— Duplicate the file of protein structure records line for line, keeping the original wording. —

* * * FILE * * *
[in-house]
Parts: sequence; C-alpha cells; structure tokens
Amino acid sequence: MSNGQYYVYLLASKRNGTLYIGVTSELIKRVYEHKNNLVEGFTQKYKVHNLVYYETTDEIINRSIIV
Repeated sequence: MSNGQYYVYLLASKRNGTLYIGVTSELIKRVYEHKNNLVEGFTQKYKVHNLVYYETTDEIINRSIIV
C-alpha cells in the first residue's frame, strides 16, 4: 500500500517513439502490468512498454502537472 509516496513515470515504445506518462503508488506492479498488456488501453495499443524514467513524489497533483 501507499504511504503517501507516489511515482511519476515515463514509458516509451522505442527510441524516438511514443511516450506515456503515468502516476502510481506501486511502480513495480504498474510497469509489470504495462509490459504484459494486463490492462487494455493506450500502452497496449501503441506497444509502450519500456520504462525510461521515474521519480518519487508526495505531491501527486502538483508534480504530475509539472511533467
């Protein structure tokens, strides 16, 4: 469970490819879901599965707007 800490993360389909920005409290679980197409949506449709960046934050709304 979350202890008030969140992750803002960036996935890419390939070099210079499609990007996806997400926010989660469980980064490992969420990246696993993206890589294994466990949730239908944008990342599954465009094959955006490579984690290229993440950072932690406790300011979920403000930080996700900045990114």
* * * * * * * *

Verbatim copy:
[in-house]
Parts: sequence; C-alpha cells; structure tokens
Amino acid sequence: MSNGQYYVYLLASKRNGTLYIGVTSELIKRVYEHKNNLVEGFTQKYKVHNLVYYETTDEIINRSIIV
Repeated sequence: MSNGQYYVYLLASKRNGTLYIGVTSELIKRVYEHKNNLVEGFTQKYKVHNLVYYETTDEIINRSIIV
C-alpha cells in the first residue's frame, strides 16, 4: 500500500517513439502490468512498454502537472 509516496513515470515504445506518462503508488506492479498488456488501453495499443524514467513524489497533483 501507499504511504503517501507516489511515482511519476515515463514509458516509451522505442527510441524516438511514443511516450506515456503515468502516476502510481506501486511502480513495480504498474510497469509489470504495462509490459504484459494486463490492462487494455493506450500502452497496449501503441506497444509502450519500456520504462525510461521515474521519480518519487508526495505531491501527486502538483508534480504530475509539472511533467
């Protein structure tokens, strides 16, 4: 469970490819879901599965707007 800490993360389909920005409290679980197409949506449709960046934050709304 979350202890008030969140992750803002960036996935890419390939070099210079499609990007996806997400926010989660469980980064490992969420990246696993993206890589294994466990949730239908944008990342599954465009094959955006490579984690290229993440950072932690406790300011979920403000930080996700900045990114």